Following up his Best Actor win for The Theory of Everything, Eddie Redmayne got straight to work on his next project, reteaming with his Les Misérables director Tom Hooper. Set to premiere at Venice and screen at TIFF ahead of a November release, The Danish Girl follows the true love story of Danish artist Einar Wegener and his wife Gerda as he makes the pioneering journey to becoming a woman, Lili Elbe, in the 1920s.

“I found it profoundly moving,” Redmayne told Out recalling when he was wrapping his last film with Hooper. “I knew nothing about it, going in. It felt like it was a piece about authenticity and love and the courage it takes to be yourself.” The first trailer has now arrived for the film starring Alicia Vikander, Ben Whishaw, Sebastian Koch, Amber Heard, and Matthias Schoenaerts. Check it out below and return for our review shortly.

TIFF’s official description:

Tom Hooper’s gorgeous new feature continues his march through some of the fascinating byways of history. The Danish Girl, drawn from the fact-based novel by David Ebershoff and similar in spirit to Hooper’s magnificent The King’s Speech, focuses on a character struggling with internal demons that threaten his equilibrium. In the director’s Academy Award-winning 2010 film it was an unexpected, ill-prepared king with a speech impediment. Here it is a happily married and relatively successful young artist who gradually determines that he is truly a she, and sets out to release the secret person inside.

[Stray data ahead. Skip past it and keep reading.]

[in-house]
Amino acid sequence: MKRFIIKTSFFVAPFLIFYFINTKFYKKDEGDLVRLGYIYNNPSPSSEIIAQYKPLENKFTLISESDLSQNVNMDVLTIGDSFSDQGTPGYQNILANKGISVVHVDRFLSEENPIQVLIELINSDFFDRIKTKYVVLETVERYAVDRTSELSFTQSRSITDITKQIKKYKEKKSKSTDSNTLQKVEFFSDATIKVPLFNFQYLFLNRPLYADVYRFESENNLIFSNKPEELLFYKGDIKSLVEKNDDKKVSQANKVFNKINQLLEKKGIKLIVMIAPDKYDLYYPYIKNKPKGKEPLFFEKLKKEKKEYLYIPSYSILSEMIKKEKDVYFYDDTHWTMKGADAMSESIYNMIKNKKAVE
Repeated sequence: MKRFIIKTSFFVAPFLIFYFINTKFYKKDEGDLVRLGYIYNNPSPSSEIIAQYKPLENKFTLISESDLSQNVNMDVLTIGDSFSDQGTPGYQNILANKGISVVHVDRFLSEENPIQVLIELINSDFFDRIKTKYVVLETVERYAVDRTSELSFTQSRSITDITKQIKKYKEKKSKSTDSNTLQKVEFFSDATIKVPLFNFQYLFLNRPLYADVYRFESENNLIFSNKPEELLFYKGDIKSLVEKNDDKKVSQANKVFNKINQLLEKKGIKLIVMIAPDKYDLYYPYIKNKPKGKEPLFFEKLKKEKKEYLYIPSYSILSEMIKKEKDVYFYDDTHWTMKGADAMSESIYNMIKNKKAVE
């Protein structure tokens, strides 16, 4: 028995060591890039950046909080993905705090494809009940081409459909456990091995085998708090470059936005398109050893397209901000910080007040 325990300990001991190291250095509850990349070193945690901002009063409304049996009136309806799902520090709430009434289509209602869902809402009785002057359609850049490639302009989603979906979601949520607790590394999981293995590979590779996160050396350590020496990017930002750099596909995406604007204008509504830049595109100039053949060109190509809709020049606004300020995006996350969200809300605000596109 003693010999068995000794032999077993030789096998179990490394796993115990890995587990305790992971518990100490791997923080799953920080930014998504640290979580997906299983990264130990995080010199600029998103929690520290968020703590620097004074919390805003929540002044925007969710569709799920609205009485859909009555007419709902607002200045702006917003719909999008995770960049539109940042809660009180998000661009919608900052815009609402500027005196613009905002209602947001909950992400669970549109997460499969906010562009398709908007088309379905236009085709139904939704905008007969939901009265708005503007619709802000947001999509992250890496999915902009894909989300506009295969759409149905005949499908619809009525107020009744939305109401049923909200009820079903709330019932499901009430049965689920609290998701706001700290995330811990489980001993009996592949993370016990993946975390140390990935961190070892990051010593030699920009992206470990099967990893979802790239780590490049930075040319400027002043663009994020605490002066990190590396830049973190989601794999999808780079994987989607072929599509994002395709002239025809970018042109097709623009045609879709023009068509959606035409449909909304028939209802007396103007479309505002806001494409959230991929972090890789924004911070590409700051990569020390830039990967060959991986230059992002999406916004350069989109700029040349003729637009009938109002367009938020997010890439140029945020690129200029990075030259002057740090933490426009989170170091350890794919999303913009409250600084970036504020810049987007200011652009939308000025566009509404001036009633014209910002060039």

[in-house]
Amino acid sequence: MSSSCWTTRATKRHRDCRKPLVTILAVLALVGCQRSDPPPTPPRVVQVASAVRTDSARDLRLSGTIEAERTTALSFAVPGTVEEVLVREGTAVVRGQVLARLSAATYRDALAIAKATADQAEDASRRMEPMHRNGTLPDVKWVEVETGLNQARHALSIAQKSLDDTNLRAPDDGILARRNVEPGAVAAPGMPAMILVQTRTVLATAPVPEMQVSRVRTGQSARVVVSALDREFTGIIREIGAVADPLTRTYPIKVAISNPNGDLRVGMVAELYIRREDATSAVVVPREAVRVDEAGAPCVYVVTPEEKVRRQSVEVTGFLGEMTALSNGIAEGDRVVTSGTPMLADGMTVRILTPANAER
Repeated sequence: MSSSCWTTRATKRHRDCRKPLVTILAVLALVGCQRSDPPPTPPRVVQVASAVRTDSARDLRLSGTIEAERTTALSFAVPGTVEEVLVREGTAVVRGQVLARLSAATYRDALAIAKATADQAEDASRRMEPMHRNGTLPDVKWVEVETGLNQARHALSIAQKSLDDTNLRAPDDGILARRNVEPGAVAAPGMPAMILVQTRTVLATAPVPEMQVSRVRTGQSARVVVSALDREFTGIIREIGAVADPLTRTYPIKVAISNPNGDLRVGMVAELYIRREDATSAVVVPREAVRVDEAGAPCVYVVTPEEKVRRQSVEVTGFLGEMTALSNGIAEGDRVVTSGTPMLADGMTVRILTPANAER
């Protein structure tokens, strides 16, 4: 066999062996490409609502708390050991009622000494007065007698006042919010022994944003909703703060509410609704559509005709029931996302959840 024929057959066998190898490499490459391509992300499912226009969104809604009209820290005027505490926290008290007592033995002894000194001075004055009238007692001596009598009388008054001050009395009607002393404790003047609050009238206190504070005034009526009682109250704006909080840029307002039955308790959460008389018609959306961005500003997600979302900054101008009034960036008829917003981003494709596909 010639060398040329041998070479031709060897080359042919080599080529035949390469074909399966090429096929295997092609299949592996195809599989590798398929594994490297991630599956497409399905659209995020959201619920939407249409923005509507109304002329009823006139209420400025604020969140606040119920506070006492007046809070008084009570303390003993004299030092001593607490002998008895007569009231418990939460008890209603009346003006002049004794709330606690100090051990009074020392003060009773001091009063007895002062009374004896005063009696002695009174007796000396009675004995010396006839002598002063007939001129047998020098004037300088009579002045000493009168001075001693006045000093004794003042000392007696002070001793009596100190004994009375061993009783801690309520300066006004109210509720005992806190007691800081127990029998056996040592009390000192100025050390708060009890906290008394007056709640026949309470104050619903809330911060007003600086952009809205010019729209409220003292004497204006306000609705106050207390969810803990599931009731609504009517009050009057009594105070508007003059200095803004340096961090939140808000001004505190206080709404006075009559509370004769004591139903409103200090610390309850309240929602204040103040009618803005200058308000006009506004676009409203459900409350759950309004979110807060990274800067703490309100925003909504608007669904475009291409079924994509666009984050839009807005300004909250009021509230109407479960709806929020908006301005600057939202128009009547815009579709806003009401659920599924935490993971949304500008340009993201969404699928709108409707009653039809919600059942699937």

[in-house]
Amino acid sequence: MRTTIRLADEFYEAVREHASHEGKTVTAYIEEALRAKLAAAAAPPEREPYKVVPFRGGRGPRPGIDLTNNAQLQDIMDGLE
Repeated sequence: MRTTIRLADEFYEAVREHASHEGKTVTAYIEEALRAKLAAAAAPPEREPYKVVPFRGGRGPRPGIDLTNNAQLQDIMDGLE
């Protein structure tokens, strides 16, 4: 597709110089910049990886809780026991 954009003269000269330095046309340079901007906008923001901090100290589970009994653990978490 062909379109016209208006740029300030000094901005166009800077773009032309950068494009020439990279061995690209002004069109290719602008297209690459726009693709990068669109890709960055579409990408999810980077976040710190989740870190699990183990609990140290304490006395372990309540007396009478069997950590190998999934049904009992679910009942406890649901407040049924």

Sumptuously photographed, The Danish Girl is set in Copenhagen in the 1920s and focuses almost entirely on a free-spirited couple, both of them painters — he of delicate landscapes, she of portraits. Einar (Eddie Redmayne), has just had a successful gallery show, but Gerda (Alicia Vikander) struggles to gain attention for her work. One day, Gerda asks her husband to stand in for a female model so she can complete her latest painting. Einar is overwhelmed by the experience of putting on beautiful, feminine clothes, and soon it turns into a quiet obsession. As Einar gradually rediscovers himself, Gerda’s paintings of him as a woman begin to attract serious attention. Gerda balances Einar’s transformation with her new-found acclaim. Einar, meanwhile, finds it impossible to put the genie back in the bottle: She will become Lili, one of the first known recipients of gender reassignment surgery.

One of the extraordinary things about The Danish Girl is the manner in which Hooper treats the emotional volatility these characters cope with, both individually and together. Love and understanding are paramount to them, even as the emergence of Lili brings simultaneous loss and gain. Vikander is superb, and Redmayne’s performance in his transgendered role is as subtle and powerful as his work in last year’s The Theory of Everything.



The Danish Girl opens on November 27th.

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